But the early planning can prove disruptive. See Bradley Wiggins who wanted to get out of his contract with Garmin to join Team Sky which got settled by a large payment to the US team in order to release Wiggins from his contract. Or take the case of Richie Porte’s contract with Saxo Bank, he’d joined on a modest salary but time trial wins in the Tour de Suisse and the maglia rosa in the Giro saw his value shoot up. But he was tied to the existing contract and team manager Bjarne Riis was blaming his agent Andrew McQuaid for tension in the team. You can see both sides with a team manager wanting their rider to stay especially of on cheap terms but the rider wants to get paid according to their going rate rather than ride for peanuts. A contract has to be respected but so does a rider.
Cycling doesn’t have a transfer market although there have been cases of riders buying themselves out of contracts. The whole area could change as I understand the UCI is exploring changes to this so that teams can trade riders under contract, perhaps even mid-season. Agents will love this as the rate of transactions goes up as “assets” get bought and sold more regularly. The more deals, the more fees.
Cooke, agent of loose change?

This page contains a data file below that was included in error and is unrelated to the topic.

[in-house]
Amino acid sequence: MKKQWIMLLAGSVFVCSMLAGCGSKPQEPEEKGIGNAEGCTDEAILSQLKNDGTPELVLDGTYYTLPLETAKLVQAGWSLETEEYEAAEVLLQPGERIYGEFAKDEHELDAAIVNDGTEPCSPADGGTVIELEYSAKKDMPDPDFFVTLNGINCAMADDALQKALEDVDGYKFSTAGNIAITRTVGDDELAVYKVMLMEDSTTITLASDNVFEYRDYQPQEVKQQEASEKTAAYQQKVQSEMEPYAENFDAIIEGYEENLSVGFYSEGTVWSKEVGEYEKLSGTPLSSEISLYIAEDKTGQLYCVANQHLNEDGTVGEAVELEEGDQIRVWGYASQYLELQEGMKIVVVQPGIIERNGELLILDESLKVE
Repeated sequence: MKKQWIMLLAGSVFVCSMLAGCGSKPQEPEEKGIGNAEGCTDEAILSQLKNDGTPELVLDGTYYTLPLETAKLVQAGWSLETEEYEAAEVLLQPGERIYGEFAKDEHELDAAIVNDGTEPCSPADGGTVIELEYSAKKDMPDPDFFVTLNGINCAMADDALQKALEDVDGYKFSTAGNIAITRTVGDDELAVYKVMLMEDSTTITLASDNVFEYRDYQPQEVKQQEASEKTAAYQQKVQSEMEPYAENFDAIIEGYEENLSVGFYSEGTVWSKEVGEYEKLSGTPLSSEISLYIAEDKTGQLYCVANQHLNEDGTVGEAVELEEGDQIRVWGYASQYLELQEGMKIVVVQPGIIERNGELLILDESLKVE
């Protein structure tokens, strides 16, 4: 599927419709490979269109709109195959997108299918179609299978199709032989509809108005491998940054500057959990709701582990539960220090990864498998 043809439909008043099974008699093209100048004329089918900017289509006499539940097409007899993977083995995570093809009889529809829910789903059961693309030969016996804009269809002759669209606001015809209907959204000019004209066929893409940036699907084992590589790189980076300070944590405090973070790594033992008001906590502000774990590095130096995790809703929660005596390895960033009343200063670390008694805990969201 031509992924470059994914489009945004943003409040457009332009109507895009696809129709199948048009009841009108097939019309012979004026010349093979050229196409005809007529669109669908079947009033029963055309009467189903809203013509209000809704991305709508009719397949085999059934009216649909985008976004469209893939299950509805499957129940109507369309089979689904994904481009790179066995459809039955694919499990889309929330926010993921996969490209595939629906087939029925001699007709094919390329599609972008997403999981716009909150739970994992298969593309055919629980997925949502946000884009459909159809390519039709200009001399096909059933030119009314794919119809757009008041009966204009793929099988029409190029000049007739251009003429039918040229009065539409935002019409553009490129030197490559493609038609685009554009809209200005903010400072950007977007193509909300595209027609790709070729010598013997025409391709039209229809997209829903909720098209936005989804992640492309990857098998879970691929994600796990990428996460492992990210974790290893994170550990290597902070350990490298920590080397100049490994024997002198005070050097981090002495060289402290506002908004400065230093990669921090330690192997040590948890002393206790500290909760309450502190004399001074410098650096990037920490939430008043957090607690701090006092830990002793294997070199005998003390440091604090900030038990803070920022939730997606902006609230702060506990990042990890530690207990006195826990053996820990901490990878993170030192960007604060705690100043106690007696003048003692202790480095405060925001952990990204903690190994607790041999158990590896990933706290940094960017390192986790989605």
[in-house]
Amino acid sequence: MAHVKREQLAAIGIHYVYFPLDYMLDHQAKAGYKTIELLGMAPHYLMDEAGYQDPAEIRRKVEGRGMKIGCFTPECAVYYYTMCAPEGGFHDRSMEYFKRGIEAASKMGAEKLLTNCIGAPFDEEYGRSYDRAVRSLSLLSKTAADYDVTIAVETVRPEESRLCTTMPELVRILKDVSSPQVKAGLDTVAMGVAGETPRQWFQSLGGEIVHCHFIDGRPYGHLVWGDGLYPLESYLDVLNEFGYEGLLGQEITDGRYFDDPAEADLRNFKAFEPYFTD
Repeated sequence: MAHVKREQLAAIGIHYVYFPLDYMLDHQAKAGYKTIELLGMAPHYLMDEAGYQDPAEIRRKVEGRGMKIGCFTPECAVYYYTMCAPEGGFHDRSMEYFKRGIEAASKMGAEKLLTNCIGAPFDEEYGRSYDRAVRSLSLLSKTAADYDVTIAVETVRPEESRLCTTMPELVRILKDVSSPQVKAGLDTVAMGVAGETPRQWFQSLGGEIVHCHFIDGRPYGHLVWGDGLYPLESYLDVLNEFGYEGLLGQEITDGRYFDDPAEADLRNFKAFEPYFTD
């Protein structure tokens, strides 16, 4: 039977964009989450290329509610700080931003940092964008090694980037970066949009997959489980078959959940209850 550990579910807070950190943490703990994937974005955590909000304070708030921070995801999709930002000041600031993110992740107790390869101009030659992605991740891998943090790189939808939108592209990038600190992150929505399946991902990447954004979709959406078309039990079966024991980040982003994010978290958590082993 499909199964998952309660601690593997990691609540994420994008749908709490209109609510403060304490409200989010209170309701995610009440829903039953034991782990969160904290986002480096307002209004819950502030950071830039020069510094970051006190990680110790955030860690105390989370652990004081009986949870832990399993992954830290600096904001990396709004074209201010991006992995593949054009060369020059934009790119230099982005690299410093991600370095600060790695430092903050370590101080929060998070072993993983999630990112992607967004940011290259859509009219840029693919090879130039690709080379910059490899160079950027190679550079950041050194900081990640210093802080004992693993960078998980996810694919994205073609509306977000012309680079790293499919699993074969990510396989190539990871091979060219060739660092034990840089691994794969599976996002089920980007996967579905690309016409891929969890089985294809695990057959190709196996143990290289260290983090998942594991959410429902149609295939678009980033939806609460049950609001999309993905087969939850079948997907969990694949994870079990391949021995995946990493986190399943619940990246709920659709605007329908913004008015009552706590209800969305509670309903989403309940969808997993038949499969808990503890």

Back to today’s news and Tour de France green jersey winner Baden Cooke’s been representing Horner, working the phone to get him a ride. “I had to start cold-calling people left, right and centre” he told Ride. He has yet to sit the UCI exams but this doesn’t mean he can’t work for Horner and others. The rules allow three exemptions:
- family don’t have to be regulated. A spouse, brother, sister or parents may act on behalf of a rider. We see this with Alberto Contador where his brother Fran does the business
- lawyers are exempt from regulation, presumably because the UCI recognises their higher qualifications and expertise
- the regulations do not apply if the rider agent is not remunerated
Given Cooke is neither family nor a lawyer we can only assume he’s scrupulously respecting the UCI rules and has generously worked for free.
Baden Cooke’s succeeded where others could not and placed Horner in a World Tour team, a high profile move. But usually agents act behind the scenes, negotiating in private – in fact this is what Cooke was doing until Velonews got the scoop. The work and fees vary, a neo-pro contract is usually a copy-paste job from before so there’s little work to be done but the stars of the sport have complex arrangements with payments for image rights, product endorsements and more.
There are also a range of other agents. Having covered rider agents there are others who handle sponsorships on behalf of corporate clients, signing up pro teams to use their brand of tires or saddles.